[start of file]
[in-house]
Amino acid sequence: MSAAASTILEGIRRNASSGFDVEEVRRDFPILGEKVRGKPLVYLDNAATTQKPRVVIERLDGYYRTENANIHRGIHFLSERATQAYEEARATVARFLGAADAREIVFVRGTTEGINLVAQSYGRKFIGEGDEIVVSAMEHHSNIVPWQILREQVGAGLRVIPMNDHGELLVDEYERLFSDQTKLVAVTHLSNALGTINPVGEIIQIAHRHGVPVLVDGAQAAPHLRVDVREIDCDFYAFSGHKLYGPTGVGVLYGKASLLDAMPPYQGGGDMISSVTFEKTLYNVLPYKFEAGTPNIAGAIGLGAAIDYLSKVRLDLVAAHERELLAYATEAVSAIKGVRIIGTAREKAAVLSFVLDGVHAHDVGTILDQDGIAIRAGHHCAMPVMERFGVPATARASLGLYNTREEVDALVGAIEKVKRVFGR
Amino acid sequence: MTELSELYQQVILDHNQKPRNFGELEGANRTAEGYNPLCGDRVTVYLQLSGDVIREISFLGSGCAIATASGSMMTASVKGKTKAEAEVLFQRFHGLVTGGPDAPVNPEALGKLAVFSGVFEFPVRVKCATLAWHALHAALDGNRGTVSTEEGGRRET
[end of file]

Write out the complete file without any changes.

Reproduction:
[in-house]
Amino acid sequence: MSAAASTILEGIRRNASSGFDVEEVRRDFPILGEKVRGKPLVYLDNAATTQKPRVVIERLDGYYRTENANIHRGIHFLSERATQAYEEARATVARFLGAADAREIVFVRGTTEGINLVAQSYGRKFIGEGDEIVVSAMEHHSNIVPWQILREQVGAGLRVIPMNDHGELLVDEYERLFSDQTKLVAVTHLSNALGTINPVGEIIQIAHRHGVPVLVDGAQAAPHLRVDVREIDCDFYAFSGHKLYGPTGVGVLYGKASLLDAMPPYQGGGDMISSVTFEKTLYNVLPYKFEAGTPNIAGAIGLGAAIDYLSKVRLDLVAAHERELLAYATEAVSAIKGVRIIGTAREKAAVLSFVLDGVHAHDVGTILDQDGIAIRAGHHCAMPVMERFGVPATARASLGLYNTREEVDALVGAIEKVKRVFGR
Amino acid sequence: MTELSELYQQVILDHNQKPRNFGELEGANRTAEGYNPLCGDRVTVYLQLSGDVIREISFLGSGCAIATASGSMMTASVKGKTKAEAEVLFQRFHGLVTGGPDAPVNPEALGKLAVFSGVFEFPVRVKCATLAWHALHAALDGNRGTVSTEEGGRRET